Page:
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Robo's first extension build!

Discussion in 'Setup & Repair [DB]' started by robobass, Aug 28, 2012.


  1. robobass

    robobass

    Aug 1, 2005
    Cologne, Germany
    Private Inventor - Bass Capos
    100_9816.

    Slideshow:
    http://s389.photobucket.com/albums/oo340/robobass/Purple%20Heart/

    I still haven't mounted it. Also need to smooth out the varnish a bit. This is the only one I've made from scratch. I roughed it out years ago but never got around to finishing it. Good thing I procrastinated. At the time I had no ambition to do a "no-hole" installation. It will mount with only a single screw under the nut. I ended up with just enough room to bring the string back over the scroll and over a second smaller pulley which sends the string down to the "A" tuner. The purple heart will look great with the red varnish on my Geiger bass.
     
  2. George700DL

    George700DL

    Jan 9, 2009
    Maryland
    I don't know much about extensions (being a 3-string player:) ), but that looks pretty.

    Did you make the metal parts from scratch? If so, and if I may ask, how do you finish them? (what is the base metal and what type of plating).

    I recently got into nickel plating (different musical instrument) with decent success.

    George
     
  3. Jake deVilliers

    Jake deVilliers Commercial User

    May 24, 2006
    Crescent Beach, BC
    Owner of The Bass Spa, String Repairman at Long & McQuade Vancouver
    Looks very nice Rob - congratulations! ;)
     
  4. RCWilliams

    RCWilliams Supporting Member Commercial User

    Apr 23, 2007
    Merriam Kansas (Kansas City)
    owner RC Williams Co. LLC
    very nice, do you have wheels in side to reflex the string or are you running it through a wooden (or other material) channel?
     
  5. robobass

    robobass

    Aug 1, 2005
    Cologne, Germany
    Private Inventor - Bass Capos
    Click on the slideshow. I carved out channels under the fingerboard with a table saw and ran the string over sealed bearing pulleys. Most extensions of this type use three pulleys (or one pulley and two bushings), but in this case the scroll geometry allowed me to get away with only two and still have a clear string path.
     
  6. robobass

    robobass

    Aug 1, 2005
    Cologne, Germany
    Private Inventor - Bass Capos
    George,
    Those metal parts are a garage business of mine. They are machined from 360 brass and shaped and finished with standard sanders and polishing wheels. I don't plate or lacquer them, so eventually they dull and patina just like most tuners.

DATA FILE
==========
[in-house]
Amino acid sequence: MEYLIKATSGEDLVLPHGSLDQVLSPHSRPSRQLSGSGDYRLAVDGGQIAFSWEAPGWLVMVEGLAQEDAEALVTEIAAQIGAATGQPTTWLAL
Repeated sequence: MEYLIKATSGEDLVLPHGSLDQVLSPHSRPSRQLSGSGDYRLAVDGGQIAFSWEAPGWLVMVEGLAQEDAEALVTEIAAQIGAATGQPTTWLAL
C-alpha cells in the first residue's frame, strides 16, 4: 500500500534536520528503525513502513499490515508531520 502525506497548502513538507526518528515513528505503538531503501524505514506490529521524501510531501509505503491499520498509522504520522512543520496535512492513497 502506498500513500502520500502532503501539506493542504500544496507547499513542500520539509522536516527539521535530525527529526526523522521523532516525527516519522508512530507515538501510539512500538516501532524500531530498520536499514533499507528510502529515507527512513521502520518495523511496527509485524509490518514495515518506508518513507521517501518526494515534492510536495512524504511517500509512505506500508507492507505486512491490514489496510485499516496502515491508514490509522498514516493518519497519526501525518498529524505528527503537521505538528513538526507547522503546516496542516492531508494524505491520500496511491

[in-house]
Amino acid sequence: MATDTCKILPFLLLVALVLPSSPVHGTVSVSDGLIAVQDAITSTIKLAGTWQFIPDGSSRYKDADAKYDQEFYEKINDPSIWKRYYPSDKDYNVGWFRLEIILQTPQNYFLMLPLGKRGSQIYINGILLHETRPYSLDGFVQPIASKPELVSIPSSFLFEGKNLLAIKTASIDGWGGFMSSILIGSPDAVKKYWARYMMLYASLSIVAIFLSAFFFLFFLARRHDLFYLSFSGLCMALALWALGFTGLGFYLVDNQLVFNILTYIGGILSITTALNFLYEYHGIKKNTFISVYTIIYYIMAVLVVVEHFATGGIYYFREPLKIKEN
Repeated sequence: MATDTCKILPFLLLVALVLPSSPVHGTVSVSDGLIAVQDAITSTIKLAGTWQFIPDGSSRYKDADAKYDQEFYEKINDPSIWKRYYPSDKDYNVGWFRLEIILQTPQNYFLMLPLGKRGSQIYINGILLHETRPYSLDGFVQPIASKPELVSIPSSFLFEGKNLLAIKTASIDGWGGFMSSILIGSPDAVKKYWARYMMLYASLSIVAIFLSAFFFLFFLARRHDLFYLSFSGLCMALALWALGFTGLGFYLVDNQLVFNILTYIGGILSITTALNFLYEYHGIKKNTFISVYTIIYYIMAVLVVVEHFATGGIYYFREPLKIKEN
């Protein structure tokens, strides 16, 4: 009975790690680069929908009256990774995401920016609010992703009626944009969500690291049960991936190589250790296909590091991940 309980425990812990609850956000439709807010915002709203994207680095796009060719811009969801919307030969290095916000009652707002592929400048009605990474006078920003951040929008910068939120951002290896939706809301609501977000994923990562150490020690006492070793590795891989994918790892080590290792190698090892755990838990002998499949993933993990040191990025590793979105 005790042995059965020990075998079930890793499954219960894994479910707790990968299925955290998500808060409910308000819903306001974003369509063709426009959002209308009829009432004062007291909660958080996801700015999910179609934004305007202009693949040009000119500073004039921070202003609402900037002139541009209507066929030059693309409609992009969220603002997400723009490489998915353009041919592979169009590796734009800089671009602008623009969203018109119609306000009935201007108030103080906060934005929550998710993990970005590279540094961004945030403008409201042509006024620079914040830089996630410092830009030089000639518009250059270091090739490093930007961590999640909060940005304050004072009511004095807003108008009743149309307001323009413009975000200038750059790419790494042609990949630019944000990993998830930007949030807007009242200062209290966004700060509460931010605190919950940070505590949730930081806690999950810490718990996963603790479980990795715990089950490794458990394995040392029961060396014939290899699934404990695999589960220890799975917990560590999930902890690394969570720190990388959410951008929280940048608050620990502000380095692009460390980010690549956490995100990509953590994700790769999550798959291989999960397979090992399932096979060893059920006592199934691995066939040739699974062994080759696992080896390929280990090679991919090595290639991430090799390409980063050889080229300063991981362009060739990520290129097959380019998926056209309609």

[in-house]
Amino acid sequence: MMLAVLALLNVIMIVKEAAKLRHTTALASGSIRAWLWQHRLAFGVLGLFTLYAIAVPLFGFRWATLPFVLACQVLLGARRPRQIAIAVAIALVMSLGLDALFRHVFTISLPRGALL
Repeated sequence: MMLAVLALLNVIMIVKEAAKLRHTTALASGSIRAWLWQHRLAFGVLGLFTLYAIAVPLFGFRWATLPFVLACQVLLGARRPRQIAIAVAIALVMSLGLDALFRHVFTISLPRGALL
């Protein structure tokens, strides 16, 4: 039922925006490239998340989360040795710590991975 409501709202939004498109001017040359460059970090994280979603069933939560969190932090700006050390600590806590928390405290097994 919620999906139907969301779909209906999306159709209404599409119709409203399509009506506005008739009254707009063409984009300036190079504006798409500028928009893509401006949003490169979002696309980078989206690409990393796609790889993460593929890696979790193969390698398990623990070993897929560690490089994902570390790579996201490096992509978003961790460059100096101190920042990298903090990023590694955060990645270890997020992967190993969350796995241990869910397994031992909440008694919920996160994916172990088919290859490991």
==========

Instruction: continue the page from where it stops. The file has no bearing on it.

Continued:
7. uprightben

    uprightben

    Nov 3, 2006
    Boone, NC
    Very nice work, I'd love to see it mounted.
     
  8. RCWilliams

    RCWilliams Supporting Member Commercial User

    Apr 23, 2007
    Merriam Kansas (Kansas City)
    owner RC Williams Co. LLC
    I presume it was made for a specific bass, how do you plan to it it to the winding, or is it pretty much a set it on and fit the nut around it thing now? Very nice work, by the way.
     
  9. robobass

    robobass

    Aug 1, 2005
    Cologne, Germany
    Private Inventor - Bass Capos
    Edit: Sorry RC, when I first read it I coulndn't figure out what you were asking.

    This was fitted to and created around the Geiger bass I mentioned. If you look at the slideshow you'll see how the string comes over the smaller pulley then through a hole and straight on to the "A" tuner. Yes, the nut has to be routed to fit over the "E-Stop" bracket.
     
  10. George700DL

    George700DL

    Jan 9, 2009
    Maryland
    Oh yeah, that makes sense too:) I love working with brass.

    George
     
  11. Eric Rene Roy

    Eric Rene Roy Supporting Member

    Mar 19, 2002
    Mystic, CT
    President: Upton Bass String Instrument Co.
    I see Copenhagen inspired you! ;)
     
  12. robobass

    robobass

    Aug 1, 2005
    Cologne, Germany
    Private Inventor - Bass Capos
    I actually had it with me there. I finished it for the event so I could have something there to show. A disembodied extension is way easier to transport than a bass!
     
  13. Provbass1

    Provbass1 Supporting Member

    Apr 11, 2009
    With Robs capos- all low Bs!